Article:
A rendering shows the City of Kenmore’s proposed renovations to the ballfield at St. Edward State Park. City of Kenmore / Submitted art

State parks commission schedules meeting on St. Edward ballfields

The Washington State Parks and Recreation Commission will meet on Jan. 26 to hear a report on the current status of the St. Edward State Park ballfield lease and improvement proposal by the City of Kenmore.

No action will be taken, but members of the public are welcome to attend and will have an opportunity to provide comment. The meeting will be held at 9 a.m. Jan. 26 at Hampton Inn and Suites, 4301 Martin Way in Olympia.

The city plans to renovate the existing ballfield to a new public sports field. The new field would accomodate two little league baseball fields, two youth soccer fields, one full-size soccer field and one full-size cricket field.

Kenmore City Manager Rob Karlinsey said there haven’t been any changes made to the proposal since the city presented the information to the commission last year, and he added that he thinks the commission will likely vote on the matter at its March meeting.

More information about the project can be found online at www.kenmorewa.gov/athletic-field-saint-edward.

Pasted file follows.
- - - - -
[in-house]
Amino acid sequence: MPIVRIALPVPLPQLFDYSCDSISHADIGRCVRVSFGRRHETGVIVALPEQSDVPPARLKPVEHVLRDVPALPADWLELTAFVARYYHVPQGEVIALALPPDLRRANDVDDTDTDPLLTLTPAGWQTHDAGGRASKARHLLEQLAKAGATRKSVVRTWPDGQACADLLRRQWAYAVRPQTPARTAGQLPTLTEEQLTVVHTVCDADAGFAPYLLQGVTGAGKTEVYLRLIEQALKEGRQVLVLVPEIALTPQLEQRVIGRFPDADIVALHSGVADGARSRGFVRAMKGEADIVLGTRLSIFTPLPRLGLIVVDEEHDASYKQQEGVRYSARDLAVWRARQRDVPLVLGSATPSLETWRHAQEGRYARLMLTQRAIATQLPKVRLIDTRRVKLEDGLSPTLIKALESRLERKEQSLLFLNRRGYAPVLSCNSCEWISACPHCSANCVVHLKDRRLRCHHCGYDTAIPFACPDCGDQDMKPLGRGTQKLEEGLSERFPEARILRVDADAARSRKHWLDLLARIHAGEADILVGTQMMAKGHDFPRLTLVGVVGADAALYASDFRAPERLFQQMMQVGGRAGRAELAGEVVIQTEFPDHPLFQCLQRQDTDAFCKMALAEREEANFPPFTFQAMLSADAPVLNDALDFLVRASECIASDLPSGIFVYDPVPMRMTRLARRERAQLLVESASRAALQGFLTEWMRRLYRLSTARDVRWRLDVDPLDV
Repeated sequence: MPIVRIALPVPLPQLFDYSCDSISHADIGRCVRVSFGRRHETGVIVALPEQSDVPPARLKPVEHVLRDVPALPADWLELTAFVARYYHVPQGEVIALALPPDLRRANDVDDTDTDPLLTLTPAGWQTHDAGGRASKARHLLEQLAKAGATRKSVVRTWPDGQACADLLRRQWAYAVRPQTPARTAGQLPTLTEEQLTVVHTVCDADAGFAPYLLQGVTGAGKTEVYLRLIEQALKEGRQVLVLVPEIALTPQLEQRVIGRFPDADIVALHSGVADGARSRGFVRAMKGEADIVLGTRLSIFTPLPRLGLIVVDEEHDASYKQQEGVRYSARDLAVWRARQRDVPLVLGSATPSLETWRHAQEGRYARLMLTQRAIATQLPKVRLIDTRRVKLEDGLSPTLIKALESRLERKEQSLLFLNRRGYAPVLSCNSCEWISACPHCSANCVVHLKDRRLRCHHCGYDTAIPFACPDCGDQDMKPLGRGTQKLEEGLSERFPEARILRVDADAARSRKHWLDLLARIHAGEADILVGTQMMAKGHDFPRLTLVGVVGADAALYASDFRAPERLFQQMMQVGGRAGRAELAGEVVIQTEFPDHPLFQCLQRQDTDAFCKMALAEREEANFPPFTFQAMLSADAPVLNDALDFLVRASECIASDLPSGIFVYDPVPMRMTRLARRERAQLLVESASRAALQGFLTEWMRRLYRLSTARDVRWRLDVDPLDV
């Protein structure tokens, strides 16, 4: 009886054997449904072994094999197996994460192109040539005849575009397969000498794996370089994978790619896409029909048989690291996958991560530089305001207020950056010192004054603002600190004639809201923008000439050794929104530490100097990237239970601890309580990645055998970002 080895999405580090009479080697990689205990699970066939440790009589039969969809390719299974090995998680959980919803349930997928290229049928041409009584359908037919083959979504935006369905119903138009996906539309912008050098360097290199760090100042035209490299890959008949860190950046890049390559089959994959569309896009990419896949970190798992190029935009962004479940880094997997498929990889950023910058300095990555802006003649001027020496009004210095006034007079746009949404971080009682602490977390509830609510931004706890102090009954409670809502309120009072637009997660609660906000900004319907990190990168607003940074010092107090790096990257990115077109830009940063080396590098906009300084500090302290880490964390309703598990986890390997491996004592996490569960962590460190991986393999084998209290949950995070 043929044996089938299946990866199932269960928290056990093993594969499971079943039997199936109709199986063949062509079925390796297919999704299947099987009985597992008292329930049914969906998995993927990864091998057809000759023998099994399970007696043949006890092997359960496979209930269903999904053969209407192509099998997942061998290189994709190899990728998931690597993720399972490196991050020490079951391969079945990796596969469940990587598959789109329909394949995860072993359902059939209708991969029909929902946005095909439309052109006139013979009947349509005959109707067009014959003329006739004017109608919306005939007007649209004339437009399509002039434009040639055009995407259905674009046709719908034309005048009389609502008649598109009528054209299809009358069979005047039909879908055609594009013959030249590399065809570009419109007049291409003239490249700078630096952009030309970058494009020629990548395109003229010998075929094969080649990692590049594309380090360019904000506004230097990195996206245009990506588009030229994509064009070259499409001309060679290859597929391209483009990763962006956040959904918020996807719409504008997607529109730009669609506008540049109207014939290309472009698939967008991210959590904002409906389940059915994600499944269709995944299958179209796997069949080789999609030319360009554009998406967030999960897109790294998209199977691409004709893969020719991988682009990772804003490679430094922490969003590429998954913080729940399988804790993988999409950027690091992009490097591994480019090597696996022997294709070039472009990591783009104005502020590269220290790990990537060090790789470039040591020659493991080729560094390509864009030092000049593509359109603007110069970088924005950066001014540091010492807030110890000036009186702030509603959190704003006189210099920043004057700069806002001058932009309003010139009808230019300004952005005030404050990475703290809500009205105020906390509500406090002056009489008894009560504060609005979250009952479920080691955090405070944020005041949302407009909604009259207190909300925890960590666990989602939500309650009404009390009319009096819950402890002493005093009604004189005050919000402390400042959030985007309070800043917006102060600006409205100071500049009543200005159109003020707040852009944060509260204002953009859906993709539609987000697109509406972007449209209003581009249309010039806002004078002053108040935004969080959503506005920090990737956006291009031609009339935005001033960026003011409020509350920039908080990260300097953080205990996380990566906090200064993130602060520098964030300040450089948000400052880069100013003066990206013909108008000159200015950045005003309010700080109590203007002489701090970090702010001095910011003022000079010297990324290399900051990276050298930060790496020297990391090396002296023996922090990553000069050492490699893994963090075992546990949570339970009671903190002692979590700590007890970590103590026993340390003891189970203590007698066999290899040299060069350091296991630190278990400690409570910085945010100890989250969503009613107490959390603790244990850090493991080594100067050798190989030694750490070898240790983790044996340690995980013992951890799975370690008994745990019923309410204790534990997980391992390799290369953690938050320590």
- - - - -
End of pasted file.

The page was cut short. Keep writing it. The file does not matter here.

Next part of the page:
Invalid ordinance

The State of Washington Growth Management Hearings Board (GMHB) has declared City of Kenmore Ordinance 16-0418, which is related to the ballfield renovations, does not comply with the Growth Management Act (GMA).

The ordinance has been declared invalid by the GMHB due to inadequate documentation of the best available science in the amendments, and it has been remanded to the city for action to comply with the GMA. Compliance is due May 30, and a telephonic compliance hearing will be held on the matter at 10 a.m. July 17.

The ordinance was adopted by the Kenmore City Council on March 28. It makes changes to the Public Agency Utility Exception (PAUE) to the city’s Critical Areas Regulations in Kenmore Municipal Code 18.55.

The GMHB issued their decision on Nov. 28 after a group of citizens (John Hendrickson, Rebecca Hirt, Judith Finn, Ann Anderson, Elizabeth Mooney, Ann Hurst and Janet Hays) petitioned the board for review on May 31. The petitioners raised concerns about the PAUE amendments being motivated by desires to expand the ballfields at St. Edward State Park, a project they believe will do environmental harm.